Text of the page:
Teaching has been in my blood since I was a young child. My grandparents were both school teachers and I understood early on the influence that a teacher could have on a student’s life. I felt the influence of fine teachers throughout my education.
I earned a B.S in Elementary Education from WNMU and began teaching at Glenwood Elementary in Glenwood, NM. I earned an MAT in Reading and moved up to teach Chapter I reading classes at Reserve, NM. I jokingly say that I am a small school specialist, as I have worked all but one of my 30 years in small, rural schools. I love having the opportunity to teach multiple generations, get to know families, and celebrate their many successes.
In 1994, I joined the Pecos school district, first teaching Chapter I reading and math classes. I have been a high school English teacher at Pecos High School since 1997. I currently teach AP English Language and AP English Literature, English 12, Freshman English, and Yearbook. Teaching is as enjoyable and rewarding for me in my 31st year as it was when I was a much younger teacher. I can’t imagine spending my time in a profession that does not involve working with young people and helping them grow as scholars and citizens.

Teacher Spotlight: Caroline Marrufo

Teacher Spotlight: Caroline Marrufo

***Meet Caroline Marrufo***
3rd grade
“There is nothing more meaningful to me than being a partner in teaching a child how to read. That is the foundation of all their future learning.”
I was born and adopted in Denver, Co. When my adoptive parents divorced (I was one), my mom moved to Mexico City with my 9 year old sister and me. My mom married my “daddy” when I was 3. We lived in Mexico City for 13 years. I attended a French elementary school and then a British school from 5th grade to the middle of 9th grade. At that time, we moved back to the United States, where I graduated from Santa Fe High School.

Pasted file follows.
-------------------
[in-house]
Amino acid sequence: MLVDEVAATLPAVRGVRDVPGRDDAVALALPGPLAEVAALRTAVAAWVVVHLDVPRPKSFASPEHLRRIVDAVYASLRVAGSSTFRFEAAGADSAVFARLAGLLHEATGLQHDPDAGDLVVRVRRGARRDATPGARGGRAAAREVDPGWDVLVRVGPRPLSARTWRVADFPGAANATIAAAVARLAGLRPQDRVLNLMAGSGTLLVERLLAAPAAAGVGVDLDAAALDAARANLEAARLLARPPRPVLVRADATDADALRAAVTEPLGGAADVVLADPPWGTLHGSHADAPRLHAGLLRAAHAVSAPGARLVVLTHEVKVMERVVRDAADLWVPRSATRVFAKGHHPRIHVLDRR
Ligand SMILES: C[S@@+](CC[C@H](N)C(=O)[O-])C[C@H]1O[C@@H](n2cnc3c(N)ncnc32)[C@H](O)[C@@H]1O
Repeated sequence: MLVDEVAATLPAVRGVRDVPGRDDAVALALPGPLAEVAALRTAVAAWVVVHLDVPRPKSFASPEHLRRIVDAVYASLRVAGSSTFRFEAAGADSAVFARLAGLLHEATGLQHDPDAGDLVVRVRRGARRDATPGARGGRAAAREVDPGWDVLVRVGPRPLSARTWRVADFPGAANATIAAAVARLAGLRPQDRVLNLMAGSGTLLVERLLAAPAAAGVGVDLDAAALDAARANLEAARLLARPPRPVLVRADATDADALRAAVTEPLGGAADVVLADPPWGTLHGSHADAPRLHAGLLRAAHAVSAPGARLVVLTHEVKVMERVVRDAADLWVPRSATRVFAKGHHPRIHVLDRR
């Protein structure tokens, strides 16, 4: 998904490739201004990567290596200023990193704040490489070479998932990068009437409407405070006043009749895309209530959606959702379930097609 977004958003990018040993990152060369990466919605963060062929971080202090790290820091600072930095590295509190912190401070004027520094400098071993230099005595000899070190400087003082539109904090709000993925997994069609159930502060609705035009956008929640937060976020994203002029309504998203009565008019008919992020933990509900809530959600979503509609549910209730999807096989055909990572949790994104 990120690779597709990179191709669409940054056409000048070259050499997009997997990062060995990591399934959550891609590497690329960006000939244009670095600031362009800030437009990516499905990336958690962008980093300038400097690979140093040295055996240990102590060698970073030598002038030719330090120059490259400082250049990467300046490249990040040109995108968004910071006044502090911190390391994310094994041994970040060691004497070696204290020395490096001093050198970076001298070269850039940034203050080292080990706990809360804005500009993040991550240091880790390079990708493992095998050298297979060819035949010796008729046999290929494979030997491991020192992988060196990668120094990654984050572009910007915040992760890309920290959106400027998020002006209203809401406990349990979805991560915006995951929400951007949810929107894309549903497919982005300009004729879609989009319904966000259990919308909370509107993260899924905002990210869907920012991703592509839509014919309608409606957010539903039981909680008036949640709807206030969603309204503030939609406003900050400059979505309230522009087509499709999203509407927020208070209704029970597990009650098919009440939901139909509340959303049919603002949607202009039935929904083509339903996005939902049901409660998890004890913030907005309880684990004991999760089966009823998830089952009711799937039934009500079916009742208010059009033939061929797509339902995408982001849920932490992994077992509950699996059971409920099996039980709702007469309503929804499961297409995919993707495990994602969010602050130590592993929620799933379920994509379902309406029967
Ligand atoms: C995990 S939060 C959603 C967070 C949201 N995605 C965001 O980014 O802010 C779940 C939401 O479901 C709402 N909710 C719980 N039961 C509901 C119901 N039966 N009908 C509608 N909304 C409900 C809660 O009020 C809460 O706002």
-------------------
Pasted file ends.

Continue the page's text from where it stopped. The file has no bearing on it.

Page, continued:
I attended UNM where I earned my bachelor’s and master’s degrees in education. I taught in APS for 5 years, then moved to Phoenix, where I lived and taught for 15 years. My 21 year old son, Miguel, was born in Phoenix and my 20 year old daughter, Mia, was born just outside of Dallas. I stayed home for 3 years with my children. We moved to Las Cruces in 2005 to be closer to my stepson. I have taught in LCPS since 2005, with the exception of 1 year in Wisconsin and 1 year at Mesilla Valley Christian Schools in Las Cruces. I have taught all grade levels from a 4-year old kinder to 5th grade, and 1 year of high school Spanish. I have taught in bilingual classrooms most of my career with the exception of my first 5 years at APS.
During my years at APS and in Phoenix, I was very involved in the teachers’ union, serving as a building rep and attending conventions in Phoenix. I also served as grade level rep or teacher rep for PTA on many occasions. At LCPS, I have served my school as Dual Language Lead Teacher, a member of the Leadership Team, and Chair of the Math and Science Goal Team. I just completed 2 years in Teachers Pursuing Excellence. Last year, I was a Teacher Liaison with the NM Teacher Leader Network. This year I am part of the SIOP Team at University Hills Elementary and part of the Secretary’s Teacher Advisory.

New Mexico Teacher Spotlight: Patrizia Flores

New Mexico Teacher Spotlight: Patrizia Flores

9th-12th Grade English Language Arts
16 years in the public education classroom
2 years in the college classroom
Patrizia Flores believes that all students are beautiful blessings. She works tirelessly to empower her students and build a classroom of love. Patrizia earned her Bachelor of Arts in Spanish and Biology from the University of New Mexico, and Bilingual Education, Gifted Education, Language Arts, Modern and Classical Languages, Reading, Science and TESOL certifications in Secondary education, and a Master’s in Biology from New Mexico Highlands University. For nineteen years, she has taught students from 3rd grade, 6-12th grades and college in a several subjects. Currently, Patrizia teaches Pre-AP 9 and 10, AP 11 and AP 12 English. Patrizia’s teaching is designed to be high interest and content rich using a thematic, interdisciplinary approach, so as to provide meaningful, connected and lasting educational experiences and learning. Further, Patrizia believes that nurturing genuine interpersonal connections is essential for student success.